®

Today's poem is by Meghan Hickey

Cant

           "The wind drops and the trees are antlered."
          —Robin Robertson, "Hide"

Dusk, New Jersey. I mistake a haunt
of deer for women, white-kerchiefed
stooped for timber in the leaves.

Dublin, oak. A moored fleet, more than days
past the wood's last felling, knuckles up
from the painted saucers of a field.

Closer watch reveals a brotherhood
of stags in solemn rotary, claiming
brief immunity from the oldest game.

Sheep Mountain, Yukon Territory. White specks
mill the nearest range. "Local kids in t-shirts," nods
the cafe owner, "hired for tourists.

Hey, what good's the mountain," here he winks,
"without sheep?" I once believed myself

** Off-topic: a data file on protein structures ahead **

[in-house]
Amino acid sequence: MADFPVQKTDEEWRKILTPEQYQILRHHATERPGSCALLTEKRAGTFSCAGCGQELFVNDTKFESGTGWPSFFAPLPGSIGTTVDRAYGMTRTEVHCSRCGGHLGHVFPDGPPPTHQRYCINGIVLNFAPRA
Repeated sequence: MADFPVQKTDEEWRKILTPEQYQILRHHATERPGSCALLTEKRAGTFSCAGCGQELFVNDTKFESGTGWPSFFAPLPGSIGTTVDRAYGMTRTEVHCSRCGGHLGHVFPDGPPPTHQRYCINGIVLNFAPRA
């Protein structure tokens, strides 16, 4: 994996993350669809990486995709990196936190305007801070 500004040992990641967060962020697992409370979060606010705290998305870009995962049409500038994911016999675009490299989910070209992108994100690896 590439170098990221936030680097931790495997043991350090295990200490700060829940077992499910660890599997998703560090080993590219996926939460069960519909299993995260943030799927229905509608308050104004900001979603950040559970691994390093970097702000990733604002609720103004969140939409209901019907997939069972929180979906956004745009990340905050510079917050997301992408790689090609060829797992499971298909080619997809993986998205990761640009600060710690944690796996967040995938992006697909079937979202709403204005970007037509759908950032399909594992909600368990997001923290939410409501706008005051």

deeply intuitive and struggled to obey the tongue

I am said to speak. (To these ears, all is beautifully
misspoken.) So, laugh; your laughter
can't surprise me: I'm a pun

delivery interrupted—song whose tune you hum
mid-lyric—mirror in a tarnished spoon—cold
smoked turkey—portrait in the trees.



Copyright © 2002, 2003 Meghan Hickey All rights reserved
from Borderlands: Texas Poetry Review
Reprinted by Verse Daily® with permission

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